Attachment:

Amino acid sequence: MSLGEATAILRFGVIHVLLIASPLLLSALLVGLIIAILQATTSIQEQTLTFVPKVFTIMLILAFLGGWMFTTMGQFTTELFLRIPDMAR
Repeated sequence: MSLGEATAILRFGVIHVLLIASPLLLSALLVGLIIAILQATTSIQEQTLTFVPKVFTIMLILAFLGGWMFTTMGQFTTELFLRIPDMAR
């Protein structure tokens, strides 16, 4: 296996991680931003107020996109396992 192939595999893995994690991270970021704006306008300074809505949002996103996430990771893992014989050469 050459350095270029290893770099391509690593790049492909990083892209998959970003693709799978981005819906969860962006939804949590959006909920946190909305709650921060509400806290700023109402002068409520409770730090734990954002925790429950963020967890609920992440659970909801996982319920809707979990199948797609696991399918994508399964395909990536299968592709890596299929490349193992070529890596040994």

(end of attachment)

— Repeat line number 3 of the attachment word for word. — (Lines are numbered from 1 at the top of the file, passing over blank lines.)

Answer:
């Protein structure tokens, strides 16, 4: 296996991680931003107020996109396992 192939595999893995994690991270970021704006306008300074809505949002996103996430990771893992014989050469 050459350095270029290893770099391509690593790049492909990083892209998959970003693709799978981005819906969860962006939804949590959006909920946190909305709650921060509400806290700023109402002068409520409770730090734990954002925790429950963020967890609920992440659970909801996982319920809707979990199948797609696991399918994508399964395909990536299968592709890596299929490349193992070529890596040994």